63th session of the United Nations General Assembly, Sixth Committee
Speech delivered by the Permanent Mission of France to the United Nations
I have the honour to speak on behalf of the European Union.
The Candidate Country the former Yugoslav Republic of Macedonia*, the Countries of the Stabilisation and Association Process and potential candidates Albania, Bosnia and Herzegovina, Montenegro, Serbia, and the EFTA country Iceland, member of the European Economic Area, as well as Ukraine and the Republic of Moldova and Armenia, align themselves with this declaration.
Respect for human rights and fundamental freedoms, as well as the Rule of Law are key principles that the European Union is founded on. These principles include the goal of promoting compliance with international humanitarian law. The European Union is fully committed to do so in a visible and consistent manner, as shown by the adoption of the European Union Guidelines on promoting compliance with international humanitarian law in December 2005. The purpose of the Guidelines is to set out operational tools for the EU and its institutions.
The European Union urges the Member States of the UN, -that have not yet done so-, to accede to both additional Protocols of 1977 to the Geneva Conventions and to consider accepting the competence of the International Fact-Finding Commission, pursuant to Article 90 of the First Additional Protocol.
The EU welcomes the adoption in December 2005 of III Additional Protocol, establishing an additional emblem, the Red Crystal, alongside the existing emblems. The EU welcomes the entry into force of this protocol in February 2007 and urges all States to become parties to it.
The Geneva Conventions enjoy universal acceptance, and most of the provisions of the Conventions and their 1977 additional protocols are generally recognised as customary law. It is important to continue the full implementation and dissemination of international humanitarian law. In this context, the EU wishes reiterate that certain minimum standards of humanity, including Article 3, common to Geneva Conventions which contains some of the minimum standards of humanity, must be respected in all situations of armed conflict.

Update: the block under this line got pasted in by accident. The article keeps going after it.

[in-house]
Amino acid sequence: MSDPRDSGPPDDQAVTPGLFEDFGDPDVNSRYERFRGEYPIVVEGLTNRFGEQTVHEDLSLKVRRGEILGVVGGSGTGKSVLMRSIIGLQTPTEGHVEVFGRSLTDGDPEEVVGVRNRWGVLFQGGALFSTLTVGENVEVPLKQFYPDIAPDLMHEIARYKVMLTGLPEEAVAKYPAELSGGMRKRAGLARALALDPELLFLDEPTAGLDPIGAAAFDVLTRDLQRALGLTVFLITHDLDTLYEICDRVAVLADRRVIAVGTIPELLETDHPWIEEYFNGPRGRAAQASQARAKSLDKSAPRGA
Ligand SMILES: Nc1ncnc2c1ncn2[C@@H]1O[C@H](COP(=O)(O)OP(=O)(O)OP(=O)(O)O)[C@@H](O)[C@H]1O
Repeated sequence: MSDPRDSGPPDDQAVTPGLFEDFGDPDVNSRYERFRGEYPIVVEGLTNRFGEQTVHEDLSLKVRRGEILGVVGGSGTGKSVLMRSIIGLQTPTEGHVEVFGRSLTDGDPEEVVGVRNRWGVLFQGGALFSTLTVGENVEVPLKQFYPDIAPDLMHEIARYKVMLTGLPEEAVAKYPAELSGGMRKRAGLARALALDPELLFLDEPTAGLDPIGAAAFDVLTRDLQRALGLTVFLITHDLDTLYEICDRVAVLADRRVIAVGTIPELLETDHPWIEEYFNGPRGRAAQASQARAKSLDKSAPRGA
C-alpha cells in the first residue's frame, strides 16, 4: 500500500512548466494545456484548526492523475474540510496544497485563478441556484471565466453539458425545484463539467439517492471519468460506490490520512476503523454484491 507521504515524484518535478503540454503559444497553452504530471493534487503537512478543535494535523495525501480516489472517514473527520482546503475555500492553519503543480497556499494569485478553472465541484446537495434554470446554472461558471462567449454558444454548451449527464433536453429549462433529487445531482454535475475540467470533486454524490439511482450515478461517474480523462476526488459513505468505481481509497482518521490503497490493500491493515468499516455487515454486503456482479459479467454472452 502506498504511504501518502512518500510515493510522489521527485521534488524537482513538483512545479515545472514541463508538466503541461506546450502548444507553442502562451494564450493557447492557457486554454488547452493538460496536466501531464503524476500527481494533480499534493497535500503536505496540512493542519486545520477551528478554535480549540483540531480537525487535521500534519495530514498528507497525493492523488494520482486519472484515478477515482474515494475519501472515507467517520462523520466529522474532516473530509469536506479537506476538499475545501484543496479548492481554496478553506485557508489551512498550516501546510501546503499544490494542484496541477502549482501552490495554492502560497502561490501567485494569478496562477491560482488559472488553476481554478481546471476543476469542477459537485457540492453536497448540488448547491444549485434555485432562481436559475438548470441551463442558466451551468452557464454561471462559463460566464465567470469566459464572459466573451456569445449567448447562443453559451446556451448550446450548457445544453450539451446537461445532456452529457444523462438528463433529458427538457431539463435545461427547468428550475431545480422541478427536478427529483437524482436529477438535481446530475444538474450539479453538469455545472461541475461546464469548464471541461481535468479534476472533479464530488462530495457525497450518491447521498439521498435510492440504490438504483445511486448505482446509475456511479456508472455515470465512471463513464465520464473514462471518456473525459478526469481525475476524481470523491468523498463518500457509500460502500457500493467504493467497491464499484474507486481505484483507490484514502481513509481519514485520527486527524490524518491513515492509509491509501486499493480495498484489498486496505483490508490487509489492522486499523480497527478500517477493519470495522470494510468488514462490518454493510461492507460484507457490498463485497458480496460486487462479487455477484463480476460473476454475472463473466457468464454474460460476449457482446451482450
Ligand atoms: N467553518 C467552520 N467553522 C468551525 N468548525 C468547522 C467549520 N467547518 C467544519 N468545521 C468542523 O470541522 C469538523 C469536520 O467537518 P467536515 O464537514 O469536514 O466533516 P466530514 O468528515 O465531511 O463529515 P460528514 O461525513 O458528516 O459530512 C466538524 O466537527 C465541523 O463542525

The EU wishes to commend the ICRC for its continuous and manifold efforts to strengthen and to promote the dissemination of IHL as reported by the Secretary-General under this agenda item (A/61/222). In particular, the European Union notes with interest the discussion and update of the comprehensive study on Customary International Humanitarian Law by the ICRC which deserves a careful study by the Member States.
The European Union also welcomes the various national efforts to implement and disseminate IHL. Without proper training of armed forces, in particular, the norms of IHL remain without practical relevance.
Other instruments are also involved in the development and promotion of international humanitarian law.
The European Union recalls with satisfaction the adoption of the Basic Principles and Guidelines on the Right to a Remedy and Reparation for Victims of Gross Violations of International Human Rights Law and Serious Violations of International Humanitarian Law as Annex to the GA Resolution (60/147). The principles and guidelines address in a systematic way, -for the first time at the international level-, the question of remedies and reparation for victims which should be provided in national law.
The European Union also notes the adoption, in December 2006, after several years of negotiations, of the International Convention for the Protection of All Persons from Enforced Disappearance which helped overcome one of the shortcomings of international law. Similarly, the European Union takes note of the adoption in Dublin in May 2008, of the Convention on cluster munitions, which will be opened for signature shortly.
Finally, as a conclusion, I would like to recall the role played by the ICTY, ICTR and the ICC in promoting respect for international humanitarian law, by prosecuting and adjudicating perpetrators for the crimes of genocide, crimes against humanity and war crimes. But, equally, another important function of the International Criminal Court is to deter those who are tempted to commit these appalling acts. In addition, the Rome Statute of the ICC allows, -for the first time at the international level-, victims to take part in the proceedings before the Court and to receive compensation. Justice is also restoring the dignity of victims. The EU reiterates its call upon all States to ratify or accede to the Rome Statute.
I thank you.